Other people also didn’t take the advice to run away from the raid if they knew they were going to blow up, and killed over half the raid in doing so. Thank goodness he goes down very easily – the fastest I have certainly ever seen on a raid boss. Another couple of attempts, where everyone knows what they are doing, and we should be fine. More people are getting some shadow resist gear for the next attempt, although I am far too poor at the moment (as usual). Of course, I will need it for Azgalor, but I like to take these things one step at a time!
Tomorrow’s schedule appears to be Shade of Akama, Teron Gorefiend (uh oh, because I fail badly at the simulation!), and Kaz’rogal if we have time. I will keep you posted :)
Finally, I made yet another video (glutton for punishment, aren’t I?) answering the questions posed to me by Elf. Currently it refuses to upload onto YouTube – not sure if it is an internet issue or what – but I am testing alternatives. Since I am having difficulties uploading, it may be up tomorrow. Here it is!
Also – thinking I might do a BlogTV thing tomorrow after my raid, which finishes at 10.30pm Cenarius server time (don’t ask me what timezone that is, sorry – hopefully someone knows), which is 3.30pm Australian EST. I would estimate a 4pm start for me. I know thats kinda late for most people, so it’s not like I expect a huge attendance! Just let me know if you are interested by commenting please. It will be at http://www.blogtv.com/People/Saresa . I make no guarantees about my personal appearance – my weekend uniform generally consists of gym pants and a baggy jumper. Yep, I’m a slob!
Today’s post is back in my usual style (none of that weird, sleep deprived stuff like my post a couple of days ago!), and is dedicated (clearly, see the heading^) to explaining 5 things which will help you optimise your raid DPS output and be the very best you can possibly be! Are you sick of those rogues beating you on the charts? Tired of getting told to ‘up your damage’? Well, here are a few tips – admittedly Warlock specific in some cases, but the general principles can be applied across the board.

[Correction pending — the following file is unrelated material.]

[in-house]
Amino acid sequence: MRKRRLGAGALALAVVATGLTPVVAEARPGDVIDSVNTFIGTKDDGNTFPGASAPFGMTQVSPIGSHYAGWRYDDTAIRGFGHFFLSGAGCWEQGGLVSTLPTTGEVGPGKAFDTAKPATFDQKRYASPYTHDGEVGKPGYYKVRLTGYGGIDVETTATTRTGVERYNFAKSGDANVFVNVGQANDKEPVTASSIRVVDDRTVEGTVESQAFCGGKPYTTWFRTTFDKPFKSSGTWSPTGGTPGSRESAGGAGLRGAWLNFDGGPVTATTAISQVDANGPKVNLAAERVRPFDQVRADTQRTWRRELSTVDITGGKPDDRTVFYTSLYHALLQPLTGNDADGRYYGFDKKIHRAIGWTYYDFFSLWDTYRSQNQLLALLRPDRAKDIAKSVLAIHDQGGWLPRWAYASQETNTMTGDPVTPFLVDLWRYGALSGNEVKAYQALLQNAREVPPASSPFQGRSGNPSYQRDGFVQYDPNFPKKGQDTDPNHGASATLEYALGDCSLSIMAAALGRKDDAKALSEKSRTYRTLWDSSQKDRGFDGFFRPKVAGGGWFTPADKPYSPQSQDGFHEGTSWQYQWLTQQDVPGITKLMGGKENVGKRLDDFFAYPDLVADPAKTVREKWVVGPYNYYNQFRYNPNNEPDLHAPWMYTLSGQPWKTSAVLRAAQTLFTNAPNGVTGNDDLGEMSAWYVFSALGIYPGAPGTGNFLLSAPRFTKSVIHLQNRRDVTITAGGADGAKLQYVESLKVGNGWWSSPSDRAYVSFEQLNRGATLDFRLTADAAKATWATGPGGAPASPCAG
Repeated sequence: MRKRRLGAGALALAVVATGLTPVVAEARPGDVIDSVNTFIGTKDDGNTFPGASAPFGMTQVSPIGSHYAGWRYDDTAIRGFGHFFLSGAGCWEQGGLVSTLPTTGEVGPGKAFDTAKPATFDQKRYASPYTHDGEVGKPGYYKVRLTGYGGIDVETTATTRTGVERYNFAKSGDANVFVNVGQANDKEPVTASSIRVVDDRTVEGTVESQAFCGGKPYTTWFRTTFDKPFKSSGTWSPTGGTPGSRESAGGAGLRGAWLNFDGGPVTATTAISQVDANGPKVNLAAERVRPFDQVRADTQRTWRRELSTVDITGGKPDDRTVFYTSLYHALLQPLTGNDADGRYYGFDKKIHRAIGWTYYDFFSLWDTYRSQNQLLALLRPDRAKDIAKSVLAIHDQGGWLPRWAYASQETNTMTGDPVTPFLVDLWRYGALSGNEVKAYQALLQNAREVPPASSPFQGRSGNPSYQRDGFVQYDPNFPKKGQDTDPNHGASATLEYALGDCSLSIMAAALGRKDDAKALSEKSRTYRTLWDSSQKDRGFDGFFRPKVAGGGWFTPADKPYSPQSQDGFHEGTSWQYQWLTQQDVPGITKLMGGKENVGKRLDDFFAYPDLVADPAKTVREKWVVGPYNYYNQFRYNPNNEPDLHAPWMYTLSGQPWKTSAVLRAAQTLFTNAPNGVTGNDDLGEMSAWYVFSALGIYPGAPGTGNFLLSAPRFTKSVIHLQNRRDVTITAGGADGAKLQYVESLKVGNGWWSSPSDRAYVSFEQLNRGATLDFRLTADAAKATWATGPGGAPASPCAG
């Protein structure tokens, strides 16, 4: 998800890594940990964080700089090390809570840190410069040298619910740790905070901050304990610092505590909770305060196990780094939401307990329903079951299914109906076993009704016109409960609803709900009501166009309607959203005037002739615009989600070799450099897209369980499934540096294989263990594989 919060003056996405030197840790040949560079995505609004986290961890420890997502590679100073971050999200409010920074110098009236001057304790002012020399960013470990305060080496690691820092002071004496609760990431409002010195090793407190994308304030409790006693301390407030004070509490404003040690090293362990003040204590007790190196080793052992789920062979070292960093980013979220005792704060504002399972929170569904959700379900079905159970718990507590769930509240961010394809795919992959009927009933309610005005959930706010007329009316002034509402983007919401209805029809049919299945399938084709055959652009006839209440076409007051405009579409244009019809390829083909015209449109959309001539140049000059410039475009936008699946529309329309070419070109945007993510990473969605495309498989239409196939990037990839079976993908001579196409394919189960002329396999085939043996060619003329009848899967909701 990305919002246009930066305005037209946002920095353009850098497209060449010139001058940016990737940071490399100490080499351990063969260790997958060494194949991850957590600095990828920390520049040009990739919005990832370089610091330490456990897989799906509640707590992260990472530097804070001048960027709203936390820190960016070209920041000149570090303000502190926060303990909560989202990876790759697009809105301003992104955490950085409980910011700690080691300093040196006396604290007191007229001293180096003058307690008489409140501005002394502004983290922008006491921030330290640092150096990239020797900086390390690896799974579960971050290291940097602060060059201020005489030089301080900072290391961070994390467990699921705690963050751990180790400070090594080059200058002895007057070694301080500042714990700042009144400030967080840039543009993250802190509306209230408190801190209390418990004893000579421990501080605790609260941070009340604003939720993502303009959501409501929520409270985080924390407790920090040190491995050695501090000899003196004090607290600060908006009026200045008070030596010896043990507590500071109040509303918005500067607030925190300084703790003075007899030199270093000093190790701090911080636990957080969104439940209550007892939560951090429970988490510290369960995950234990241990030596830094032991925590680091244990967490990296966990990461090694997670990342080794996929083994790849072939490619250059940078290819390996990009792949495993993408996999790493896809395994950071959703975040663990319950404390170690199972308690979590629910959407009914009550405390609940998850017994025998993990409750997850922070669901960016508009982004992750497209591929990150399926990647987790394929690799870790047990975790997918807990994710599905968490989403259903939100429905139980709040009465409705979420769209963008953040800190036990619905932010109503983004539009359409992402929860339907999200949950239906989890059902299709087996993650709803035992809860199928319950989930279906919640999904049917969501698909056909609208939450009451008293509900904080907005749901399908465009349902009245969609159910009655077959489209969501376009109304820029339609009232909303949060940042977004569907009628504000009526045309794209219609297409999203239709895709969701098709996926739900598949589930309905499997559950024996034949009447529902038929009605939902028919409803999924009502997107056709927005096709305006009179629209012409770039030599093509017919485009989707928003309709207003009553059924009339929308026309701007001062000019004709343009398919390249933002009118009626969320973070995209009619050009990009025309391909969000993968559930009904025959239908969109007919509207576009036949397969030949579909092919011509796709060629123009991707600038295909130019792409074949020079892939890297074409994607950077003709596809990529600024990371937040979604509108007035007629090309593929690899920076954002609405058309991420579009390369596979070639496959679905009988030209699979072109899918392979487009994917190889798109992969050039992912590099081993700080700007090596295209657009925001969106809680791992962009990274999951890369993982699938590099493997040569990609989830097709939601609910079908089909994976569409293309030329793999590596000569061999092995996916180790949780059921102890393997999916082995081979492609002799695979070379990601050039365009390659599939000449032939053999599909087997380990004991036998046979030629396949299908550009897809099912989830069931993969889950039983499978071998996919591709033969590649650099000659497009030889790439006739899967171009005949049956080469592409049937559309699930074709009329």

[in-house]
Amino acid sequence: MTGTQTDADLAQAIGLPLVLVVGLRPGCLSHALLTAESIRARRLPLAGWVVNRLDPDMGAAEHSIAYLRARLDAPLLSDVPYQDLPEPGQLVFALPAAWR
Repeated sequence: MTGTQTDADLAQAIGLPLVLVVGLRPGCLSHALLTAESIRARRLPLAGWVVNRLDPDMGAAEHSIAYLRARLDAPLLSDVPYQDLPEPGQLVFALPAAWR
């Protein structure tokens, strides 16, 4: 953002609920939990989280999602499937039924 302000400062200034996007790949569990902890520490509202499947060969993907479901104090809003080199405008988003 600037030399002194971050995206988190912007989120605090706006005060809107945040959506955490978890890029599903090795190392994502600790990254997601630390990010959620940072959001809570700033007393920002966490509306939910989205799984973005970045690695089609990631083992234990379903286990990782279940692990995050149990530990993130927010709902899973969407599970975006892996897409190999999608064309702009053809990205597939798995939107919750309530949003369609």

1. Rest up, eat up, make sure you tinkle!
The most fundamental thing to good play is the condition of the person behind the keyboard. If you are tired, hungry, or absolutely busting to go to the loo, then you really aren’t going to be at your best. That’s pretty simple really. Just like I tell the kids at school, it is much easier to concentrate when you have a full belly and an empty bladder. Most guides that I read put this last, but I really do believe that it is the most important consideration.
2. Know the ins and outs of your spec and class.
Contrary to what I said at the beginning of this post, it isn’t really all about being the top DPS, even if it is a nice feeling. If you are a utility spec, or a utility class for that matter, it doesn’t really matter so much if you aren’t doing super damage, so long as you are doing your job. I would rather see a mage sacrifice a little damage and keep that mob sheeped than try to beat me. No one cares that our survival hunter gets blasted away by the beastmasters – because he is providing a buff to the raid that they simply can not do. Conversely, those rogues I mentioned before? They had better be concentrating on their damage, because they provide zip (selfish buggers, they make warlocks look generous!)
Also under this point, know your rotations. Research what rotations work best for your spec, and train yourself to use them. This does not mean that you should neglect your situational spells when they are needed, but don’t use them all the time. Examples of this include using the correct curses where necessary. Spell rotations for Warlocks differ according to spec – Destro locks essentially become Assigned Curse -> SB Spam, while Affliction Warlocks have to keep all their DoTs up and running.
3. Synergise with your team.
This is ESPECIALLY important for Warlocks. Ensure that you know who is assigned to what curse, and make sure that you do not waste time casting curses which someone else is covering. Cast the bare minimum of curses – in my opinion, Curse of the Elements and Curse of Recklessness are all that are really needed, but do check (see my post on Curse Assignments)! Some rotations also include Curse of Agony, so cast this if this is you. Any other curses are a total waste of time UNLESS there is a situational need for them. Wasting time means less valuable damage dealing casting.
4. Don’t be afraid to burn a few dollars
This means bringing enough consumables to the raid, and ensuring your gear is fully (and appropriately!) gemmed and enchanted. Consumables can sometimes be tricky – on weekends for example, our AH is often devoid of flasks, spell damage food, and the Brilliant Wizard Oil I so dearly love. This means I should plan ahead, to ensure that I have everything I need. Also, the better quality the consumable, the dearer it is – which is why Skullfish Soup and Brilliant Wizard Oil cost a fortune!
5. Relax and have fun!